Money & Career

7 things your homeowner's insurance doesn't cover

Learn what is excluded in homeowner's insurance coverage before emergency strikes.


Last summer, a lot of people in Calgary experienced a rude awakening when they called their insurance companies in the aftermath of that city’s disastrous floods. Asking for help covering massive repairs and loss of property, they were surprised to find that overland flooding wasn’t covered in their home insurance policies. The thing is, a lot of us aren’t exactly clear on what our home insurance covers — and more importantly what it doesn’t. Here are seven things you won’t find covered in a typical policy. (And it’s worth checking with your insurance to see if there’s anything else important that you’re missing.)

1. Flooding

If your basement floods during a storm make sure you check where the water’s coming from. If it’s a sewer backup you might be okay, but if it’s flooding caused only by rain water seeping into your house then you’re out of luck. Same for snow melt. A typical home insurance policy won’t cover you in such cases.


2. Mould

If you’ve got mould, getting it removed is going to cost you money and not your insurer. Make sure you’re doing everything you can to prevent it from growing, which means dealing with water damage and controlling moisture in damp areas of your house like the bathroom, your basement, and in wooden window and door frames.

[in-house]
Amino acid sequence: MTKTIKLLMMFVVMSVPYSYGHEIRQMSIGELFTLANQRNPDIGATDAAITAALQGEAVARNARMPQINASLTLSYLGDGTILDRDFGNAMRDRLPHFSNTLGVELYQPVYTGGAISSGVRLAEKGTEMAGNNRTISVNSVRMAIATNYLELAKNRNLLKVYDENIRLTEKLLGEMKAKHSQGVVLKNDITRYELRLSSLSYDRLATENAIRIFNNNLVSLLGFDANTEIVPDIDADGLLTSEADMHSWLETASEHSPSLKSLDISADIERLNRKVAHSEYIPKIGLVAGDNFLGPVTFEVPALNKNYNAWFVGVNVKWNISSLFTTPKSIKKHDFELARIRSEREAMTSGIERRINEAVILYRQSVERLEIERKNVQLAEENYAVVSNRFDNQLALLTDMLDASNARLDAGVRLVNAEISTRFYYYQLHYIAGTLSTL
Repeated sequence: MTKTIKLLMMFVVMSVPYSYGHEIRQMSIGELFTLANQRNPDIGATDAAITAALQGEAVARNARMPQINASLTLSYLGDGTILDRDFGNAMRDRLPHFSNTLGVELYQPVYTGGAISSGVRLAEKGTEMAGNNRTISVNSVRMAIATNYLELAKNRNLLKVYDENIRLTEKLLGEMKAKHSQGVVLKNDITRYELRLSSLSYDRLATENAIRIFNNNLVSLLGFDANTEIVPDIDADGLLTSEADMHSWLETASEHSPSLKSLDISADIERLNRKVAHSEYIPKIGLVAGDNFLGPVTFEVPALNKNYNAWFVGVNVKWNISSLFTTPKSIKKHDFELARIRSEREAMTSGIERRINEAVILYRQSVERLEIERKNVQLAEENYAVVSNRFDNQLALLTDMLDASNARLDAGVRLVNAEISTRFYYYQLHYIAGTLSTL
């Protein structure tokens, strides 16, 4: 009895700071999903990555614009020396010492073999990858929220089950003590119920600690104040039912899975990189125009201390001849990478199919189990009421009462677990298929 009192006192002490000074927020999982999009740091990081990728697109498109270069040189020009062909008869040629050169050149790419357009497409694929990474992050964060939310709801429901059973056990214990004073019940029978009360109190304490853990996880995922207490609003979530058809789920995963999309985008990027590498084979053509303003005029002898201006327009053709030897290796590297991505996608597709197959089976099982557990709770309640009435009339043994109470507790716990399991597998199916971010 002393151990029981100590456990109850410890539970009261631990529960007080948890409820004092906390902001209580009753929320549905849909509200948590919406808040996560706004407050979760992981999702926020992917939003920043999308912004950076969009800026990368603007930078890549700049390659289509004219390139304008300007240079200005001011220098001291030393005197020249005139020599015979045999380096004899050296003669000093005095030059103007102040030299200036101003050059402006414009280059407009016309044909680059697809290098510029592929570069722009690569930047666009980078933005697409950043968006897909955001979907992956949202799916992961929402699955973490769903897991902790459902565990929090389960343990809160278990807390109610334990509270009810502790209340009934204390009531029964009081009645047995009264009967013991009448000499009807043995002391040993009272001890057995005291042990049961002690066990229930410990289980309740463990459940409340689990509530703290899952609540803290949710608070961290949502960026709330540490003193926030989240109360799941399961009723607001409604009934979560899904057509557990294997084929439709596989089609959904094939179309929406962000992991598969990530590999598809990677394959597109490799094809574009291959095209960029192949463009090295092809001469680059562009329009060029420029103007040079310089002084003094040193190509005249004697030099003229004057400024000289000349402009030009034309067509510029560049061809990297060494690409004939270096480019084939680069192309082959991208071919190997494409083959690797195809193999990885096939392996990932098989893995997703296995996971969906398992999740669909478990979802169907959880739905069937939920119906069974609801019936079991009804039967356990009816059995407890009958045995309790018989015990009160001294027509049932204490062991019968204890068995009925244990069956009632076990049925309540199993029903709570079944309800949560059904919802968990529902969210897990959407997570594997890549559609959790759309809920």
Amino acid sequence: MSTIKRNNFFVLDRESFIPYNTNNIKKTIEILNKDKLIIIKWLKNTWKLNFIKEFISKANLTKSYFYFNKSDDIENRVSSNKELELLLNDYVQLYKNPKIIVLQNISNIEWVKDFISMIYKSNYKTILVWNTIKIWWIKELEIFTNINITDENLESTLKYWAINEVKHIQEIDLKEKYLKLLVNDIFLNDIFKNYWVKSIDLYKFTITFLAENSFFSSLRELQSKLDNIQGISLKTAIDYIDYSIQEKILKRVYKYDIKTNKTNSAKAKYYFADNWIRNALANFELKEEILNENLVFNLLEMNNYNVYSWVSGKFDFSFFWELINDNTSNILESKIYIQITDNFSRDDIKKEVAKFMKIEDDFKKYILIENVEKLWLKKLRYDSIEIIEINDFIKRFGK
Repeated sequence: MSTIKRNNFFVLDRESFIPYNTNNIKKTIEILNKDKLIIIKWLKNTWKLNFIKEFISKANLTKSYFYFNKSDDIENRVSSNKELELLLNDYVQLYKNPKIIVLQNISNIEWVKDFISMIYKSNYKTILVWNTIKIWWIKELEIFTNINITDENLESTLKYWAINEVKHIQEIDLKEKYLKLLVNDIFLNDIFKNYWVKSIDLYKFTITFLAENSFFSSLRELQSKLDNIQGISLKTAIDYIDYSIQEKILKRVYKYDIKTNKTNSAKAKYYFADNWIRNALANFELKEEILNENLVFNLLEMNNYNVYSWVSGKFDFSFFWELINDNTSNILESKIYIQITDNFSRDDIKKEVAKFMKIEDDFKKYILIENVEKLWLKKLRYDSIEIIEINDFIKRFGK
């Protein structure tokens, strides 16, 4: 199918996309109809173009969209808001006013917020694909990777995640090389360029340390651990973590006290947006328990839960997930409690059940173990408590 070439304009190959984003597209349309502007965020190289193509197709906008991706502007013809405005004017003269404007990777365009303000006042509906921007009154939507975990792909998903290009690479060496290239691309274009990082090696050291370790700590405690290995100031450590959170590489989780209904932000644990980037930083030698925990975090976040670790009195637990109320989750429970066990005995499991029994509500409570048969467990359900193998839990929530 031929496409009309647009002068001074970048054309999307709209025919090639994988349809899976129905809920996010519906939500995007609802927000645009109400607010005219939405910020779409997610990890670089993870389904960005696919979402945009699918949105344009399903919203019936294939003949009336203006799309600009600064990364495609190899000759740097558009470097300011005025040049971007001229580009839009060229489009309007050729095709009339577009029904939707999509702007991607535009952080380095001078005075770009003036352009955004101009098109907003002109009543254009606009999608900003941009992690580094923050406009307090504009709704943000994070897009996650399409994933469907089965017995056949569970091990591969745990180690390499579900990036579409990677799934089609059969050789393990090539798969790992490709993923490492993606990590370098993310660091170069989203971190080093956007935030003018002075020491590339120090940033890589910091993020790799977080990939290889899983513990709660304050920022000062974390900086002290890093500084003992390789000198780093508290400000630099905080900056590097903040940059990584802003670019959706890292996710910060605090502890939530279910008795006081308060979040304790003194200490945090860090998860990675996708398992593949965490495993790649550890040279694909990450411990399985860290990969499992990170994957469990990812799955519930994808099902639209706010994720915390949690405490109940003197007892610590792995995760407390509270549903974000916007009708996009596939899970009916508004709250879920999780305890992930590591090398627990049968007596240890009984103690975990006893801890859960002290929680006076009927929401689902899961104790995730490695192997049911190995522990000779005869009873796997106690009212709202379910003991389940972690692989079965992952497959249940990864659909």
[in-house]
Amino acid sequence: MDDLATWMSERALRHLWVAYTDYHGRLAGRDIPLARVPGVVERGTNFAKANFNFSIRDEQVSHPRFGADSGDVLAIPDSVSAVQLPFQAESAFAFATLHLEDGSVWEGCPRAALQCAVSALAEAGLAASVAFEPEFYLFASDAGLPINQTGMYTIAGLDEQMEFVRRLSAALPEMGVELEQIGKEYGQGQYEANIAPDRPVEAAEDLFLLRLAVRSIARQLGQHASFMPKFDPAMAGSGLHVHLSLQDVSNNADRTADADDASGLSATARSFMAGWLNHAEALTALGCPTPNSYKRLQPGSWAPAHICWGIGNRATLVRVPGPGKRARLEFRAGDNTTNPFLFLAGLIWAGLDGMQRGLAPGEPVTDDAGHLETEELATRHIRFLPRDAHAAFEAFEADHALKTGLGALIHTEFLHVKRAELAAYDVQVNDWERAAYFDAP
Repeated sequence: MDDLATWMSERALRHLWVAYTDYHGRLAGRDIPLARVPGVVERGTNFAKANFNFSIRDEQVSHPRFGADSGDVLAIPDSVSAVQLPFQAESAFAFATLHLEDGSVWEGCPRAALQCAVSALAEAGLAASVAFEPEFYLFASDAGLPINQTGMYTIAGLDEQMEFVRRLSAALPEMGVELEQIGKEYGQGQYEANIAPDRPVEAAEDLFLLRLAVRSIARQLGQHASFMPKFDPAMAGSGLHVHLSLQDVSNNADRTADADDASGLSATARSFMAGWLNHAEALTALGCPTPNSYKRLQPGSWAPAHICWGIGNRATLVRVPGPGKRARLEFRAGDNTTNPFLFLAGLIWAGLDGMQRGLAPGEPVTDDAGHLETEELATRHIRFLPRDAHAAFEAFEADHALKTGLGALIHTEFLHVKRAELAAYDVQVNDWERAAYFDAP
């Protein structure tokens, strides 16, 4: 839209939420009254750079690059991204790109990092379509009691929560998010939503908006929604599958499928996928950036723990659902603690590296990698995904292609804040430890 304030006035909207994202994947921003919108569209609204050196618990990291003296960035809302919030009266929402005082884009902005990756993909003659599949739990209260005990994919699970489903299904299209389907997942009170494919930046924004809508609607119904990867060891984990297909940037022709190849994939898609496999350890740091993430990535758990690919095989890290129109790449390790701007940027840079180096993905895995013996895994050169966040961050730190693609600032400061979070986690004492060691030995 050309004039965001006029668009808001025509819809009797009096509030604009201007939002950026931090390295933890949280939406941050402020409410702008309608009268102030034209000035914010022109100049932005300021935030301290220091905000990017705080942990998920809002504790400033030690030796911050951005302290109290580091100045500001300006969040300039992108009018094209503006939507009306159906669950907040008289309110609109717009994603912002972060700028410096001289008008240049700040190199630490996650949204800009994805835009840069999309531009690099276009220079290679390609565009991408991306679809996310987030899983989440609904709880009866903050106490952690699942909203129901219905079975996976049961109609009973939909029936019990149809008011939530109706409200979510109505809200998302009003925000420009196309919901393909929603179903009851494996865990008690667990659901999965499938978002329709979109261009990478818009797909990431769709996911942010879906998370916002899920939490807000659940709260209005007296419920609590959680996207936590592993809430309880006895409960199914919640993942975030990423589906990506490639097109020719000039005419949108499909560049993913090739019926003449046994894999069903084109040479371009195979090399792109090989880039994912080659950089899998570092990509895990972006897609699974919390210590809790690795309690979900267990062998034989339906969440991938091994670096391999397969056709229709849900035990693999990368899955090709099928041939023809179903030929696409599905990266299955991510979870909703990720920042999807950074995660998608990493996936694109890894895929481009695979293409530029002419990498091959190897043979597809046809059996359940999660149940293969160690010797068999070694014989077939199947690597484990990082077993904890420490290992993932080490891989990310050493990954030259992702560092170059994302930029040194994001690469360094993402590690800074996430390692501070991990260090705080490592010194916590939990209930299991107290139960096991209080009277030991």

3. Earthquakes

There are a lot of areas in Canada that get the shakes from time to time, but if an earthquake damages your home, don’t count on your home insurance policy to cover it. You can get earthquake insurance, but you’ll have to buy a separate policy.

4. Some kinds of environmental damage

A basic home insurance policy will probably cover damage done to the outside of your home caused by wind or hail. But it won’t cover a damaged antenna or satellite dish.

5. Your small business

If you a home-based business, your home insurance won’t cover you if a client or business contact is injured on the premises. And it won’t cover the loss or damage of business equipment. You need a separate policy for your business.

6. Recreational vehicles


ATVs, sleds, and boats aren’t covered under your home insurance policy. You can get coverage, but you’ll have to get a separate policy.

7. Your deductible

Homeowners insurance policies carry a deductible — that’s the amount you have to pay towards your insurance claim. Most policies carry a deductible of $500 but it can be as high as $1,000 (that’s because some insurers will reduce your premium if you’re willing to pay a higher deductible.)

Follow personal finance expert Caroline Cakebread on Twitter @ccakebread


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